The Maldivian Supreme Court has suspended the presidential election run-off, after protests from a candidate.
On Saturday, ex-President Mohamed Nasheed polled nearly 47%, just short of the 50% needed for outright victory.
The second round was to have taken place on Sunday, but the runner-up Abdulla Yameen sought a delay, saying he needed time to campaign afresh.
Mohamed Nasheed has been seeking to regain power after he was forced to resign in 2012, sparking a political crisis.
This is the third time the presidential elections have been derailed.
A vote on September 7 was annulled by the Supreme Court after one candidate, Gasim Ibrahim, alleged irregularities, despite observer groups deeming the vote free and fair. The court also introduced new guidelines for elections.
Police then halted a planned re-run on October 19 saying the guidelines had not been met, after both Gasim Ibrahim and Abdulla Yameen failed to approve the voter register.
This time, the run-off was planned for only one day after the first round, because the constitution stipulates there must be a new president by Monday.
Despite that legal deadline, the Supreme Court sitting late at night has now ruled that the run-off “cannot take place” and ought to be delayed by six days.
The court said the Sunday run-off might have “undermined the constitutional rights of many people”, agreeing with Abdulla Yameen’s assertion that he needs more time to campaign.
Mohamed Nasheed won Maldives’ first-ever democratic vote in 2008, replacing Maumoon Abdul Gayoom, who ran the country autocratically for three decades.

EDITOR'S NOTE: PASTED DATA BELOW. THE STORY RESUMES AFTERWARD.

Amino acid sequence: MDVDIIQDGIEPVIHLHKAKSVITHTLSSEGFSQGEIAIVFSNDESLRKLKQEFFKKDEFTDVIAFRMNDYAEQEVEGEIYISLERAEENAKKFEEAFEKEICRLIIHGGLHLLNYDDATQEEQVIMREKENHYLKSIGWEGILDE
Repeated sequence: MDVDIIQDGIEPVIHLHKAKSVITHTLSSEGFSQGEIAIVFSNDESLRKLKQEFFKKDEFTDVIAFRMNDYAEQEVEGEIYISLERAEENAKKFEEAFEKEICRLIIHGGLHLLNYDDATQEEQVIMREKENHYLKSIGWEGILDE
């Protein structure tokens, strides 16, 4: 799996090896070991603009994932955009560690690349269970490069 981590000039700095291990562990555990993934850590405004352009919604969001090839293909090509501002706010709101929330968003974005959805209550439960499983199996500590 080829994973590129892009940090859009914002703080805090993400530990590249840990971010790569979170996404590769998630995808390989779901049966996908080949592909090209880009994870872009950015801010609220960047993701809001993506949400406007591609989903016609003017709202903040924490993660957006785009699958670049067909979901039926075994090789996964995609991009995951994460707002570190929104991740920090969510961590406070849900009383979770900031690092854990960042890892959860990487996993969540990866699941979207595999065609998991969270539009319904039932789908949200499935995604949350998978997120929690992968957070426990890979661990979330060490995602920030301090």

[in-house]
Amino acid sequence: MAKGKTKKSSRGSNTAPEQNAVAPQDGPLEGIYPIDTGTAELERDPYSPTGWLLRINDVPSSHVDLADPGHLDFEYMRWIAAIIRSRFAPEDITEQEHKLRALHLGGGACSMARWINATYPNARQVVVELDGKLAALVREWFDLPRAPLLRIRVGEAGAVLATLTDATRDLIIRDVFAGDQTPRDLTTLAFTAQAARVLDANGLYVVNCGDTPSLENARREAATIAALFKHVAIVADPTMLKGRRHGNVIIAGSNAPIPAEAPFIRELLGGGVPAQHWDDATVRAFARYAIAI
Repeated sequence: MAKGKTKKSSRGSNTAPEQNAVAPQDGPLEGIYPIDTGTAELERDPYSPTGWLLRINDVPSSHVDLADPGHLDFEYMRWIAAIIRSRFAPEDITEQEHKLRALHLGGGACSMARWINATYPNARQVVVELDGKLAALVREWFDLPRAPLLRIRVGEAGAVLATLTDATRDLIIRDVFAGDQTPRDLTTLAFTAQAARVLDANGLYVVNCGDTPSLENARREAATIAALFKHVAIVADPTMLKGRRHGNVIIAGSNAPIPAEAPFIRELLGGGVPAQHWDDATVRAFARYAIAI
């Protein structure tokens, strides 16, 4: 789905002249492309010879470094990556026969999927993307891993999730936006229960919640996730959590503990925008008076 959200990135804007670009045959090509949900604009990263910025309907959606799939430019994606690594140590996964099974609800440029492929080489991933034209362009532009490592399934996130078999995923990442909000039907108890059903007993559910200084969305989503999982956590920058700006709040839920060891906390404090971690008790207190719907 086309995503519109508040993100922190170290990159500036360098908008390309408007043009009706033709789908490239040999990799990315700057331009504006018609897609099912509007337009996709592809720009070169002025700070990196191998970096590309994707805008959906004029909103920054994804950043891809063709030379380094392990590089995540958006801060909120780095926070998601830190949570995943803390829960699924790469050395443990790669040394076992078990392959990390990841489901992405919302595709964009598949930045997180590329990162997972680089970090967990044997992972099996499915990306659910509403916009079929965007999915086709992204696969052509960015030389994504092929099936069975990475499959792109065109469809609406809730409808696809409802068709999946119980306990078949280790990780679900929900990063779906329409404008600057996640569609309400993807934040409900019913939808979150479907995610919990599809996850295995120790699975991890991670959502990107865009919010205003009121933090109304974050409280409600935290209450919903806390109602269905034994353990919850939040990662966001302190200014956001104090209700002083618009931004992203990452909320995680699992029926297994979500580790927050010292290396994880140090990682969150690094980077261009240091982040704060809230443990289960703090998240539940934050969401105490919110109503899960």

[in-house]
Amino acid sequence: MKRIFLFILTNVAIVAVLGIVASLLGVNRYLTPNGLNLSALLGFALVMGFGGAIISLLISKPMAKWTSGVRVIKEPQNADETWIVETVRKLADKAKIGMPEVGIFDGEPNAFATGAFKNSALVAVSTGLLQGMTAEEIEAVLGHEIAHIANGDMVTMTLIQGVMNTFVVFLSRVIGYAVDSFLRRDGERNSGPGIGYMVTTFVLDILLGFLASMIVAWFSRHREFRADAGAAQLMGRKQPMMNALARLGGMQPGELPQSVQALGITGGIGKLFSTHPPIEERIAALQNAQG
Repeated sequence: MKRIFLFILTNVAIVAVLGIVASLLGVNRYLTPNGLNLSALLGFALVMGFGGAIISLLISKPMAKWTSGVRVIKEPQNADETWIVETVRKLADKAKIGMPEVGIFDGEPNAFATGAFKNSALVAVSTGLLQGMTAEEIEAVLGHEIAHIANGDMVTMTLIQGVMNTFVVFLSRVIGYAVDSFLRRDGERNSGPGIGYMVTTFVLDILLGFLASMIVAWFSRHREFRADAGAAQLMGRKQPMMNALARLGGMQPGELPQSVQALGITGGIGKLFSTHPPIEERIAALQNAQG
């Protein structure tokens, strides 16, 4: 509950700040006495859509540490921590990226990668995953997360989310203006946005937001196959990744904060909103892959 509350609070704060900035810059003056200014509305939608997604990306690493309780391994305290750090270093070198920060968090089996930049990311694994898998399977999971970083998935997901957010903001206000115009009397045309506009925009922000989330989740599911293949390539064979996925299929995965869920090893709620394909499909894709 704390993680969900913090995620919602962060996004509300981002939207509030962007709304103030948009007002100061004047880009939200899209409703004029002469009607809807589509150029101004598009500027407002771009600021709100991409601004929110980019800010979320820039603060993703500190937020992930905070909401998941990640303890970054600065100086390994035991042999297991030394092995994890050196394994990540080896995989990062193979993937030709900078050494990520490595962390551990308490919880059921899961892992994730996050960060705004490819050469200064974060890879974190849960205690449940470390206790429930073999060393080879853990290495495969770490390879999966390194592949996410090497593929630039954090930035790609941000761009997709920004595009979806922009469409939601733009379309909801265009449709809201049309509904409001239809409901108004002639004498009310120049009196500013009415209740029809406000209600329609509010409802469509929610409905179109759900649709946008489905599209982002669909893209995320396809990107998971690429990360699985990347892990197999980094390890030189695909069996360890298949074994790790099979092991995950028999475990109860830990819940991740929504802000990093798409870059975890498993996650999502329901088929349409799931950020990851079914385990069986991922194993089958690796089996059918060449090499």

On Saturday, Mohamed Nasheed polled 46.93% of vote, while Abdulla Yameen, the half-brother of Maumoon Abdul Gayoom, polled 29.73%.
Third-placed Gasim Ibrahim, a wealthy resort owner and a former minister under Maumoon Abdul Gayoom, was out of the running with 23.34%.
The suspension of Sunday’s voting means there cannot be a new president by the constitutional deadline of November 11, when the term of current president President Mohamed Waheed Hassan ends.
The Supreme Court had already announced that the current president could stay on but Mohamed Waheed Hassan has said he doesn’t want to.
Besides, some army officers have been circulating an appeal calling on soldiers not to obey the current president beyond the legal expiry of his term at midnight on Sunday.
The Maldivian Democratic Party – to which Mohamed Nasheed belongs – has accused Abdulla Yameen of trying to “subvert democracy”.
The ex-president resigned last year after large sections of the security forces objected to his arrest of a controversial judge.
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